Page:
-Cross country has now been added in the fall and my 6th grade son did that as well last fall
    -With mild winter this year, I got into the running kick early this year and for no reason I've been increasing mileage each week since new years...I just ran 16 on Sunday (I have not run over 10 in a couple years).
    -All 4 of my kids played basketball this winter, no doubt I can see how running benefits their game (same for soccer or any other sport)...they are still going strong in 4th quarter when majority of other kids are red faced and panting.
    -In last year I've mixed in a lot more elliptical and other cardio as sometimes all I did was run (on pavement) which is probably not the best idea for joints and injury...my times are actually faster by cross training more and running fewer times.

    Not sure I'm answering any of your questions, but agree with your observation that running seems more popular than ever and my whole family is enjoying every second of it. Runners high is a real thing for me. And when I see people trying every workout fad and gym membership in the world...I always tell them all you need is a pair of shoes - nothing will make you sweat & rip off pounds like running.

    Speaking of Hooker...

    I'm pretty sure it was him way back when I first logged onto BH.com that said a bucket list item was the LT100. I googled it right away and was amazed at what I learned. I had never even heard of an ultra much less 100 miles through the mountains. Well I end up in Leadville my first year elk hunting, and have even taken my family there to camp/visit last summer...and a part of me has never given up on the idea of the LT100...always thought age 40 would be a sweet time to try it...(maybe that's why I'm increasing mileage again for no real reason)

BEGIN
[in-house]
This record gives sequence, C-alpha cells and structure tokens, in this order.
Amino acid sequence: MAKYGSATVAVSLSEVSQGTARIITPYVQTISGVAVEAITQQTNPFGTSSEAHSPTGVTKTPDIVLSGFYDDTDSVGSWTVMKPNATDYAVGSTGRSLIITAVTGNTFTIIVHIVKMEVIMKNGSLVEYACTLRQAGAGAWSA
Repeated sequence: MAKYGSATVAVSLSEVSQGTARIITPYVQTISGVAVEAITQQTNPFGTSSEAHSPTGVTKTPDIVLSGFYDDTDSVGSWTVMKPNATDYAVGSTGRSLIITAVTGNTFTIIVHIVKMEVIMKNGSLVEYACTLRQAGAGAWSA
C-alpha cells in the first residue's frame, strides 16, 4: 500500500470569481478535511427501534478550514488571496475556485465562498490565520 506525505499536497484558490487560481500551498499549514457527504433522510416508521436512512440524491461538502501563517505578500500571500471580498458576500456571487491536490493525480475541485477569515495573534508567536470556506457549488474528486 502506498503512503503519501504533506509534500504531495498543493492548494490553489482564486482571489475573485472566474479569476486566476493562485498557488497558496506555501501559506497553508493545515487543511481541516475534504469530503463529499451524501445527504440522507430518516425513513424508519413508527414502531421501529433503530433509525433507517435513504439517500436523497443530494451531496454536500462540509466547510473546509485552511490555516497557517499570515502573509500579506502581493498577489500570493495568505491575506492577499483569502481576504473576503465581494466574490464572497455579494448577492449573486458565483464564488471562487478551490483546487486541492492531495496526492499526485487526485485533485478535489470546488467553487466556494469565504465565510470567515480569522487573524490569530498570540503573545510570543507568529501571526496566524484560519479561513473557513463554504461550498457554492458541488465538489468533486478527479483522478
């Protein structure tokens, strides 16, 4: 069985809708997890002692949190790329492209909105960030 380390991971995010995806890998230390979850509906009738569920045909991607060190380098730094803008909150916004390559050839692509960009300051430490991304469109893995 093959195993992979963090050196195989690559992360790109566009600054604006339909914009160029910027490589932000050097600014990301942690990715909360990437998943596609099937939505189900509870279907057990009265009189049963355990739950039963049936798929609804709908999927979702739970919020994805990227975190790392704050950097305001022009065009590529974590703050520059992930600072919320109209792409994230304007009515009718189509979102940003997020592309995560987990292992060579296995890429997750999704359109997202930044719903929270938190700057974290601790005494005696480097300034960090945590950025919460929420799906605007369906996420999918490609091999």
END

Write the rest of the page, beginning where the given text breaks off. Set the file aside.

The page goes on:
I can also understand when my friends say "why run" as it is not very appealing to many. I like it, keeps my heart/lungs in shape, gets me outdoors, keeps my family healthier...I guess there are worse things I could be enjoying. Seems like a decent way to stay fit as I age. The atmosphere at races and among racers has always been excellent in my opinion also.
    What drives me - that answer is probably similar to "why do I hunt"...sometimes I don't need to justify it, I just know it feels right body/mind/spirit.

    I suggest reading Eat & Run by Scott Jurek, and Born to Run if you start running more, both books helped motivate me.

    Good Luck with whatever you decide!
     
  7. remmett70

    remmett70 Die Hard Bowhunter

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    Never was overly into running even though it was always pretty easy for me. I ran mile and 2 mile in track in HS (not fast), so my training was 8-10 miles a day. Once I graduated my was navy boot camp than the semi-annual 1 1/2 miles required for PT exam. My running since then has been while playing softball. I did run a 5K 2 years ago. Being out of shape and over weight my shins don't last long.